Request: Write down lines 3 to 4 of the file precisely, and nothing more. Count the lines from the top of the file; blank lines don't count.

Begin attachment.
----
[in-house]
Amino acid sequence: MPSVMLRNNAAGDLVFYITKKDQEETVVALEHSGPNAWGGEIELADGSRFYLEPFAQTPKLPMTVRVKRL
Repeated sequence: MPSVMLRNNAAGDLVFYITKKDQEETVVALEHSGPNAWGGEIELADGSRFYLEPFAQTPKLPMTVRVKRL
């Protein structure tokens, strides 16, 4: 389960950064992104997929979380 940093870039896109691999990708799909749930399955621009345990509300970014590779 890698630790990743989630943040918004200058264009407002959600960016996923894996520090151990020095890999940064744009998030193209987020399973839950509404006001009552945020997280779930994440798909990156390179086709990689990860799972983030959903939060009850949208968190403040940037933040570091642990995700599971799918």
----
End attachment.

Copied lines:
Repeated sequence: MPSVMLRNNAAGDLVFYITKKDQEETVVALEHSGPNAWGGEIELADGSRFYLEPFAQTPKLPMTVRVKRL
């Protein structure tokens, strides 16, 4: 389960950064992104997929979380 940093870039896109691999990708799909749930399955621009345990509300970014590779 890698630790990743989630943040918004200058264009407002959600960016996923894996520090151990020095890999940064744009998030193209987020399973839950509404006001009552945020997280779930994440798909990156390179086709990689990860799972983030959903939060009850949208968190403040940037933040570091642990995700599971799918």